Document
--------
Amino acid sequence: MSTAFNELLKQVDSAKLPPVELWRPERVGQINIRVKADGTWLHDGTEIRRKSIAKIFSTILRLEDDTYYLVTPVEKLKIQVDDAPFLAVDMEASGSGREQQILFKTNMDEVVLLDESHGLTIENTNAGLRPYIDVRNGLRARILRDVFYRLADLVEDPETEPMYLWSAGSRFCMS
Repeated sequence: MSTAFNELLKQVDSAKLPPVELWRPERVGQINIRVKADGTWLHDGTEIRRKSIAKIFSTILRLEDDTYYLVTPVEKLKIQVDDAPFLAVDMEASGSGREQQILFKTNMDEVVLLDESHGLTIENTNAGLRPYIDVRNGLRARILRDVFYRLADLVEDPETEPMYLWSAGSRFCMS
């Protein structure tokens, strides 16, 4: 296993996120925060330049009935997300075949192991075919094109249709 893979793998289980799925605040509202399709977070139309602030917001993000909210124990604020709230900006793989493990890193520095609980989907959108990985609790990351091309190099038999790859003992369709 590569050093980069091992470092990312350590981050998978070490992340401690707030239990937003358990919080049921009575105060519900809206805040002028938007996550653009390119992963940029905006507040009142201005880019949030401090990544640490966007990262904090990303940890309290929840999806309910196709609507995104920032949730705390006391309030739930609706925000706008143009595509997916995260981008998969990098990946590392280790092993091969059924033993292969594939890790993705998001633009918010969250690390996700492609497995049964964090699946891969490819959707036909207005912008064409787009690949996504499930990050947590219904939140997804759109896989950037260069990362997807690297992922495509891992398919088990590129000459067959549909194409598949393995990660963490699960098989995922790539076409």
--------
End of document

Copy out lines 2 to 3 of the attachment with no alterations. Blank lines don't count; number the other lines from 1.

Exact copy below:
Repeated sequence: MSTAFNELLKQVDSAKLPPVELWRPERVGQINIRVKADGTWLHDGTEIRRKSIAKIFSTILRLEDDTYYLVTPVEKLKIQVDDAPFLAVDMEASGSGREQQILFKTNMDEVVLLDESHGLTIENTNAGLRPYIDVRNGLRARILRDVFYRLADLVEDPETEPMYLWSAGSRFCMS
């Protein structure tokens, strides 16, 4: 296993996120925060330049009935997300075949192991075919094109249709 893979793998289980799925605040509202399709977070139309602030917001993000909210124990604020709230900006793989493990890193520095609980989907959108990985609790990351091309190099038999790859003992369709 590569050093980069091992470092990312350590981050998978070490992340401690707030239990937003358990919080049921009575105060519900809206805040002028938007996550653009390119992963940029905006507040009142201005880019949030401090990544640490966007990262904090990303940890309290929840999806309910196709609507995104920032949730705390006391309030739930609706925000706008143009595509997916995260981008998969990098990946590392280790092993091969059924033993292969594939890790993705998001633009918010969250690390996700492609497995049964964090699946891969490819959707036909207005912008064409787009690949996504499930990050947590219904939140997804759109896989950037260069990362997807690297992922495509891992398919088990590129000459067959549909194409598949393995990660963490699960098989995922790539076409």